I can understand that you want to turn off indexing (becouse you are coming from Windows). AND i agree that Microsoft Windows memory management is awful :)

    You can get a bit understanding about running processes on your Mac there:
    http://triviaware.com/macprocess

    However before killing these processes check out this:
    http://www.macgeekery.com/gspot/2006-12/turning_off_unneeded_services
     
  8. madmax77 macrumors newbie

    Joined:
    May 21, 2009
    #8
    BSD has allways been the best at memory management

    Mac IMHO sucked before OS X simply because it like windows managed memory horribly. Windows improved their subsystem enormously when they released XP, they took some hints from the *NIX type systems. Mac went the smart route when they built the whole system on a BSD core. Any *NIX system will compartmentalize any memory usage in order to manage it. I call it the ice cube tray effect. If one process is spinning out of control it will be segregated from the rest of the memory pool and eventually be zombified. *NIX systems even do housecleaning on them selves. With the ability to use UNIX utilities like ps and top you can "renice" processes that you need to keep running for uptime purposes. What a perfect world we would live in if every subsystem was UNIX underneath. All OS's would play nice and it wouldnt really matter what camp you are from.

    AHH one day.

    Perfect example, I will have photoshop, illustrator, firefox, vmware and itunes all running on 2GB or ram. If I hear my fan getting loud I know its heating up due to "swapping" or the CPU working under load. If I leave the other apps idle and just use one app while this is happening, it evens out the load and stops prioritizing the idle procs rather quickly. I have never locked up even while running windows XP in a VMWare machine alongside all these apps. The only way i notice a lot of "clocking" is if an app is poorly written. I even run crossover to play counter strike, never drops frames or swaps on me.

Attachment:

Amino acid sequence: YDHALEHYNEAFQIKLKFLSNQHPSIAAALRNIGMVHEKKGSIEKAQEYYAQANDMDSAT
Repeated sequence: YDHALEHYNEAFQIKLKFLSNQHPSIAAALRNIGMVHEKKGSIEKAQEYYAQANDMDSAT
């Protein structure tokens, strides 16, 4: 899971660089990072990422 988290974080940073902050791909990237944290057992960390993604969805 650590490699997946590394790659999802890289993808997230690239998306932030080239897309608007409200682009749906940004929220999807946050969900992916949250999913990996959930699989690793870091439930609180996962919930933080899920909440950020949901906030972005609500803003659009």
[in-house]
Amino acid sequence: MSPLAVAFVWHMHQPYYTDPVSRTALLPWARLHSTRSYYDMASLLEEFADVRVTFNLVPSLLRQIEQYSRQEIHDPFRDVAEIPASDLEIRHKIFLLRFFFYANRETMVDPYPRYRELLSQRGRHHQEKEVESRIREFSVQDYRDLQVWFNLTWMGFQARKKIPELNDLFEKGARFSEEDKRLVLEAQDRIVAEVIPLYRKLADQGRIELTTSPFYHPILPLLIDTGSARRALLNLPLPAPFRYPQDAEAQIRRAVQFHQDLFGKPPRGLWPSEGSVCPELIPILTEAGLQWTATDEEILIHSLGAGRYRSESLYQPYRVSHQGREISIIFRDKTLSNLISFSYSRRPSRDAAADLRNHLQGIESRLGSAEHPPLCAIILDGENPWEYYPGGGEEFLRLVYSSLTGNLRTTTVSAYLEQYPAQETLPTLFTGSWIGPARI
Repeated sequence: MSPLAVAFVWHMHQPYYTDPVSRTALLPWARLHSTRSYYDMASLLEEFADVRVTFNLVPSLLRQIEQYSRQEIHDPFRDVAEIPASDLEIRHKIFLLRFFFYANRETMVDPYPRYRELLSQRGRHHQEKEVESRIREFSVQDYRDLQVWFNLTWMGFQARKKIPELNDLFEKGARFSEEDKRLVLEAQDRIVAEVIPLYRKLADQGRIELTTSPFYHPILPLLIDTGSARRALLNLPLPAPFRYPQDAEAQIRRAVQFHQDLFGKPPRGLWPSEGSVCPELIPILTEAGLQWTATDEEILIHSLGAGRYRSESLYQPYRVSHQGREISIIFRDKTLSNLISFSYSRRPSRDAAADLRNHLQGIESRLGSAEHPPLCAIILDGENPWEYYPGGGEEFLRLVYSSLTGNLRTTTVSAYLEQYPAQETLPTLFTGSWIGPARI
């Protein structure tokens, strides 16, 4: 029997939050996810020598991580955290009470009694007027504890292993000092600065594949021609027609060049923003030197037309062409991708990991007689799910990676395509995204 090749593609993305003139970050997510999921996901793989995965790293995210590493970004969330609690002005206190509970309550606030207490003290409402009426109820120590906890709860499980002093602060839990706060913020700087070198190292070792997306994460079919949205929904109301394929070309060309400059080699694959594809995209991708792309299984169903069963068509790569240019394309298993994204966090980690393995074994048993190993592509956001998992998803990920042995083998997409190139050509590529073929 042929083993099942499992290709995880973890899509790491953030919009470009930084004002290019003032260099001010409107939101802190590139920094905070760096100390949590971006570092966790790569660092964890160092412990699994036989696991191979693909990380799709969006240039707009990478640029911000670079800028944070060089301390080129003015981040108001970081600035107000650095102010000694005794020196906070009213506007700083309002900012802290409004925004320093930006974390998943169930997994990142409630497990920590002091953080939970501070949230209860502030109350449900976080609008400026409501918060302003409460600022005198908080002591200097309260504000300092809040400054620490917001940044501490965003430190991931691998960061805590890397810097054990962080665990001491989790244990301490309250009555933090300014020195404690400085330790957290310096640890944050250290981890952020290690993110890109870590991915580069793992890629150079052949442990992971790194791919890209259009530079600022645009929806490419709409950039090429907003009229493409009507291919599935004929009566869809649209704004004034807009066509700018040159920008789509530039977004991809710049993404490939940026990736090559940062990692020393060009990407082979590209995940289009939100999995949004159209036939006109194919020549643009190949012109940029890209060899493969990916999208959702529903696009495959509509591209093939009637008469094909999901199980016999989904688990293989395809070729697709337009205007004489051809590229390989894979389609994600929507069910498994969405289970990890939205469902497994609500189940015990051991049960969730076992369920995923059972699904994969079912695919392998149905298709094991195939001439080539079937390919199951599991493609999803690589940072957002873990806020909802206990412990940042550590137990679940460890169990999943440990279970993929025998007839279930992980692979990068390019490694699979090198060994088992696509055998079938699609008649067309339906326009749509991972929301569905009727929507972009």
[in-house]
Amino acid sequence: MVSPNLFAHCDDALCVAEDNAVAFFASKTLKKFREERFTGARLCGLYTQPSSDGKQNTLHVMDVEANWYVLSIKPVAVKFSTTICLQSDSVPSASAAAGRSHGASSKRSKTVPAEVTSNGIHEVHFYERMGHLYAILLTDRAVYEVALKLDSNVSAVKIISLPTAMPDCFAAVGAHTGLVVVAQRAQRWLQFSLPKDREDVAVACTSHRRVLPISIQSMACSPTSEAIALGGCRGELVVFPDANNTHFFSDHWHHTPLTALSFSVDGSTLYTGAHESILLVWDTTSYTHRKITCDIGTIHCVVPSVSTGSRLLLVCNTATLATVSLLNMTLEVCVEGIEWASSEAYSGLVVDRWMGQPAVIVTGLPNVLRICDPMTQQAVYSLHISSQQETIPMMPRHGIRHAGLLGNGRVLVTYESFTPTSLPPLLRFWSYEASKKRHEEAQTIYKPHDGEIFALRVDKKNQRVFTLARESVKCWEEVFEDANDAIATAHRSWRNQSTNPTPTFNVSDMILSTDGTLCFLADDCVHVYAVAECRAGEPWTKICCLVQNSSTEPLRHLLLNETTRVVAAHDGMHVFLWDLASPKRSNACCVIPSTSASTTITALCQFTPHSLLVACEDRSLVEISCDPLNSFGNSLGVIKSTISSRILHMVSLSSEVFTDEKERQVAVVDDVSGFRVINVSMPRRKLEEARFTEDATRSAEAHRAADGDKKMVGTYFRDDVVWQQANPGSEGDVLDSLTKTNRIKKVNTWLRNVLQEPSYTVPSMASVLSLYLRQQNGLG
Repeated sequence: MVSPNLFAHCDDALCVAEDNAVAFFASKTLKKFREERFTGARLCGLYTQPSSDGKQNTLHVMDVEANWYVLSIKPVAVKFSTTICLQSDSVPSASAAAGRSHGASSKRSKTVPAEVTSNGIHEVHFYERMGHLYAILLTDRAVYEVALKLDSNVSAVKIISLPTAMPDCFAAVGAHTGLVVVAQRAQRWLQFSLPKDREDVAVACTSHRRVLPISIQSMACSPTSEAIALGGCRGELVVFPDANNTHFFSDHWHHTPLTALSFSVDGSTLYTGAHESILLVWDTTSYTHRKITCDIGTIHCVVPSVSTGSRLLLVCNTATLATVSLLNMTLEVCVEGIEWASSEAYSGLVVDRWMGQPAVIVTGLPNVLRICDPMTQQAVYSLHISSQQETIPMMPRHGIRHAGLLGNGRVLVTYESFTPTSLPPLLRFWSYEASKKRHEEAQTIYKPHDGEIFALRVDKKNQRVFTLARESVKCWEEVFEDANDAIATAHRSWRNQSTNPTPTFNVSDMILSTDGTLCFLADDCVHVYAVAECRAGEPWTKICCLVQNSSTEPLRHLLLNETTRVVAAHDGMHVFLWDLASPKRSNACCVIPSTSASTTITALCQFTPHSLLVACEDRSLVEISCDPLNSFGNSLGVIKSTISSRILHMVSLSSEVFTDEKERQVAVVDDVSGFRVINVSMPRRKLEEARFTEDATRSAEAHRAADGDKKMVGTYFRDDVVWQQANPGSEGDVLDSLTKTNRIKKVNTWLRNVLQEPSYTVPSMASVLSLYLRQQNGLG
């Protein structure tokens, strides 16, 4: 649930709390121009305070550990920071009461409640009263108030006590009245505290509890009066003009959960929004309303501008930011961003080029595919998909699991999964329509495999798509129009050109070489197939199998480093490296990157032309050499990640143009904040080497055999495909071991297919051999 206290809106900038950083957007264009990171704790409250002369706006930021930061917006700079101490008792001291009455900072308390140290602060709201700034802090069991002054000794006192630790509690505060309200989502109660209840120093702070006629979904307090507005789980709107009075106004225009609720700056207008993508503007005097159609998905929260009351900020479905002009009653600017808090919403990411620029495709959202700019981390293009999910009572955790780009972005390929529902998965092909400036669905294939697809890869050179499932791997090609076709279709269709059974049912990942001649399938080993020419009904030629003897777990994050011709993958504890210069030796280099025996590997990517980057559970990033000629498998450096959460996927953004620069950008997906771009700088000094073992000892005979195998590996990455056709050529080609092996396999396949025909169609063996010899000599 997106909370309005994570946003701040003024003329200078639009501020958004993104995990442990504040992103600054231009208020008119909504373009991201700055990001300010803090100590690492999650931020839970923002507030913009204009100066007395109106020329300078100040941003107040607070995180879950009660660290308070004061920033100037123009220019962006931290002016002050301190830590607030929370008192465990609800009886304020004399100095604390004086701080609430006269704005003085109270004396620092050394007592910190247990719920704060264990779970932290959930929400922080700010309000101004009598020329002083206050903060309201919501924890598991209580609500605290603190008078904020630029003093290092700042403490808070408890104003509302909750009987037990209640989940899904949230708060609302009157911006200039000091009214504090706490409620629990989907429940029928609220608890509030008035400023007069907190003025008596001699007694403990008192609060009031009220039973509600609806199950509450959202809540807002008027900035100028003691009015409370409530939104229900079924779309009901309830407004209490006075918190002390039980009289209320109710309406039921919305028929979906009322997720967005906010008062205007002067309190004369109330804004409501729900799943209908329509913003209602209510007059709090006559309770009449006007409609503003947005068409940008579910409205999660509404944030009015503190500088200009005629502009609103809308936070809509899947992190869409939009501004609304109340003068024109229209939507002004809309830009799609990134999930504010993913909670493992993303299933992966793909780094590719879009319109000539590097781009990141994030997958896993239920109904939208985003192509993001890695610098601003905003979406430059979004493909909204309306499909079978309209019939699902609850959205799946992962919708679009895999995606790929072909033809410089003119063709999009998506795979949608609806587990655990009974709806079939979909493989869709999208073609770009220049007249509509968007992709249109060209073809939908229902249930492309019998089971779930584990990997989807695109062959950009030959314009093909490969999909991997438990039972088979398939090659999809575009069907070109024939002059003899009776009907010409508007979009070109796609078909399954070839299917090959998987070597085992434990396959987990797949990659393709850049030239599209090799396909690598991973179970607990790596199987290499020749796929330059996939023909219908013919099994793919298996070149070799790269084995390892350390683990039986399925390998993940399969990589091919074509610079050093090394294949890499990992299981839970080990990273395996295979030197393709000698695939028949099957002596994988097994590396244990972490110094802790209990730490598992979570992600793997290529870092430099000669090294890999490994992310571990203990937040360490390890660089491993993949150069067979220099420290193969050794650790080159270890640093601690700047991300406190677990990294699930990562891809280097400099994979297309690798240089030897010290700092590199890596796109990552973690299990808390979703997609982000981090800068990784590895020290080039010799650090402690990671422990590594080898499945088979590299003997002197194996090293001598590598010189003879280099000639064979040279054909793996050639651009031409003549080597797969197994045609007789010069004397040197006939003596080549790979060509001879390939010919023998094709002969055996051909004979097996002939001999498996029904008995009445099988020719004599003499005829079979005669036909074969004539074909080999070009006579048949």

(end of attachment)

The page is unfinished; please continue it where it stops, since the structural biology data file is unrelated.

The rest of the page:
ROCK SOLID,

    dont get me wrong there are times when the fan spins up due to all the processing, but it regulates itself well and NEVER locks.

    Its robust, it takes punches to the face and keeps rolling, its kinda like my Jeep. You can roll those damn things and manage to push them over and drive em home. Frikkin Beasts man!!



    If Microsloth will just pull thier head out of thier Ar@*
     
  9. Jethryn Freyman macrumors 68020

    Jethryn Freyman

    Joined:
    Aug 9, 2007
    Location:
    Australia
    #9
    You could just install the Darwin subsystem on your Mac.
     
  10. digitalborealis macrumors newbie

    Joined:
    Mar 13, 2010
    Location:
    Miami Beach
    #10
    @Tallest Skil : Just stick to the Question someone asked. if you can not answer straight, shut the **** up
     
  11. millerj123 macrumors 6502a

    Joined:
    Mar 6, 2008
    #11
    Tallest won't be able to respond. The "banned" under his name indicates that he's been, well, banned.;)